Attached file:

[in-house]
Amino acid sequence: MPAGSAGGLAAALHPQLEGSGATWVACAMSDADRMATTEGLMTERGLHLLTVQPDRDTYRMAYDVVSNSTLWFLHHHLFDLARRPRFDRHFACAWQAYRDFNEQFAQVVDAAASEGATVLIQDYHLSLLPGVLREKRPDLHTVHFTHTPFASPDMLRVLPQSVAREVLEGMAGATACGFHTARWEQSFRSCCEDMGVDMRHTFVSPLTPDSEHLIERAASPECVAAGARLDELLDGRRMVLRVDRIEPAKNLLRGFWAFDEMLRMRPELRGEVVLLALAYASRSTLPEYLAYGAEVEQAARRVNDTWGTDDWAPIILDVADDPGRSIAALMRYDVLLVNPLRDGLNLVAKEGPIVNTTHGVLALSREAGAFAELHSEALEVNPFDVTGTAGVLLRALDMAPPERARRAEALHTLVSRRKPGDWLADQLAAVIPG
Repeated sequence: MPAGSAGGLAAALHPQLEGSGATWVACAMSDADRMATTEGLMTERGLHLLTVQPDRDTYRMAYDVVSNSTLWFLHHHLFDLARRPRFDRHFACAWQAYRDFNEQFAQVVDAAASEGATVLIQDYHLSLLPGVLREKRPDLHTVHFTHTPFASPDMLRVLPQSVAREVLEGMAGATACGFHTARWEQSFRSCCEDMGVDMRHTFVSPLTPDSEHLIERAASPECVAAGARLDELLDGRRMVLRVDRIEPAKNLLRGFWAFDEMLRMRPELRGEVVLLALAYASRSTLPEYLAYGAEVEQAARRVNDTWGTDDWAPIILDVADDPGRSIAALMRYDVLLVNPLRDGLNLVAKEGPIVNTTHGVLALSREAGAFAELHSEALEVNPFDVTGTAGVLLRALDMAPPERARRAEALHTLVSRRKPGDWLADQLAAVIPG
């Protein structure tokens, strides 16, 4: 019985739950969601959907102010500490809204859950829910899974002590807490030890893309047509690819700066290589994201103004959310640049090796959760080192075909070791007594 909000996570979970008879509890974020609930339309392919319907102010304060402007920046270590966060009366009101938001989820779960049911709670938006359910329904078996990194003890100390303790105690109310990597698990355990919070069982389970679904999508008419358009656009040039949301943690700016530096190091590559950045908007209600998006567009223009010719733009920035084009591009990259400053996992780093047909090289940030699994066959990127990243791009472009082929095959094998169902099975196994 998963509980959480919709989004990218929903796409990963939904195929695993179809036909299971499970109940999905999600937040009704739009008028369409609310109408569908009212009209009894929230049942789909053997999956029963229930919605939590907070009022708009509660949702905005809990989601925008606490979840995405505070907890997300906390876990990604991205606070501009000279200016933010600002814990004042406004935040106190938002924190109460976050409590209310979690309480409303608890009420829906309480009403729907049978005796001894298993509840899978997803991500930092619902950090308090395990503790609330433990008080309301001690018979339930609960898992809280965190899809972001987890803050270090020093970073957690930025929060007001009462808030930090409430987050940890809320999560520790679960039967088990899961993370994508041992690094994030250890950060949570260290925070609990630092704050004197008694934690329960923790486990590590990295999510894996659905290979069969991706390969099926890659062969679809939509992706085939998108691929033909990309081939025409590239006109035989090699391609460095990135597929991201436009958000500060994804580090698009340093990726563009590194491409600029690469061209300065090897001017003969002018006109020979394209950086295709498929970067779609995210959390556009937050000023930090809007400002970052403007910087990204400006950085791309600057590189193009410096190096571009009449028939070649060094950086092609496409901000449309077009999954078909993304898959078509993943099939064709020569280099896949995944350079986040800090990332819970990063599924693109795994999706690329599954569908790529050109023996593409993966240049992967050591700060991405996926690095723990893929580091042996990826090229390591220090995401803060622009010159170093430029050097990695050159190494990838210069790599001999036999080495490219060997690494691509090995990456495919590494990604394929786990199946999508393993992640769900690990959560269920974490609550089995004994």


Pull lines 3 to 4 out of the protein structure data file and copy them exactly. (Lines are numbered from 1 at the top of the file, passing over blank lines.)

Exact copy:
Repeated sequence: MPAGSAGGLAAALHPQLEGSGATWVACAMSDADRMATTEGLMTERGLHLLTVQPDRDTYRMAYDVVSNSTLWFLHHHLFDLARRPRFDRHFACAWQAYRDFNEQFAQVVDAAASEGATVLIQDYHLSLLPGVLREKRPDLHTVHFTHTPFASPDMLRVLPQSVAREVLEGMAGATACGFHTARWEQSFRSCCEDMGVDMRHTFVSPLTPDSEHLIERAASPECVAAGARLDELLDGRRMVLRVDRIEPAKNLLRGFWAFDEMLRMRPELRGEVVLLALAYASRSTLPEYLAYGAEVEQAARRVNDTWGTDDWAPIILDVADDPGRSIAALMRYDVLLVNPLRDGLNLVAKEGPIVNTTHGVLALSREAGAFAELHSEALEVNPFDVTGTAGVLLRALDMAPPERARRAEALHTLVSRRKPGDWLADQLAAVIPG
């Protein structure tokens, strides 16, 4: 019985739950969601959907102010500490809204859950829910899974002590807490030890893309047509690819700066290589994201103004959310640049090796959760080192075909070791007594 909000996570979970008879509890974020609930339309392919319907102010304060402007920046270590966060009366009101938001989820779960049911709670938006359910329904078996990194003890100390303790105690109310990597698990355990919070069982389970679904999508008419358009656009040039949301943690700016530096190091590559950045908007209600998006567009223009010719733009920035084009591009990259400053996992780093047909090289940030699994066959990127990243791009472009082929095959094998169902099975196994 998963509980959480919709989004990218929903796409990963939904195929695993179809036909299971499970109940999905999600937040009704739009008028369409609310109408569908009212009209009894929230049942789909053997999956029963229930919605939590907070009022708009509660949702905005809990989601925008606490979840995405505070907890997300906390876990990604991205606070501009000279200016933010600002814990004042406004935040106190938002924190109460976050409590209310979690309480409303608890009420829906309480009403729907049978005796001894298993509840899978997803991500930092619902950090308090395990503790609330433990008080309301001690018979339930609960898992809280965190899809972001987890803050270090020093970073957690930025929060007001009462808030930090409430987050940890809320999560520790679960039967088990899961993370994508041992690094994030250890950060949570260290925070609990630092704050004197008694934690329960923790486990590590990295999510894996659905290979069969991706390969099926890659062969679809939509992706085939998108691929033909990309081939025409590239006109035989090699391609460095990135597929991201436009958000500060994804580090698009340093990726563009590194491409600029690469061209300065090897001017003969002018006109020979394209950086295709498929970067779609995210959390556009937050000023930090809007400002970052403007910087990204400006950085791309600057590189193009410096190096571009009449028939070649060094950086092609496409901000449309077009999954078909993304898959078509993943099939064709020569280099896949995944350079986040800090990332819970990063599924693109795994999706690329599954569908790529050109023996593409993966240049992967050591700060991405996926690095723990893929580091042996990826090229390591220090995401803060622009010159170093430029050097990695050159190494990838210069790599001999036999080495490219060997690494691509090995990456495919590494990604394929786990199946999508393993992640769900690990959560269920974490609550089995004994």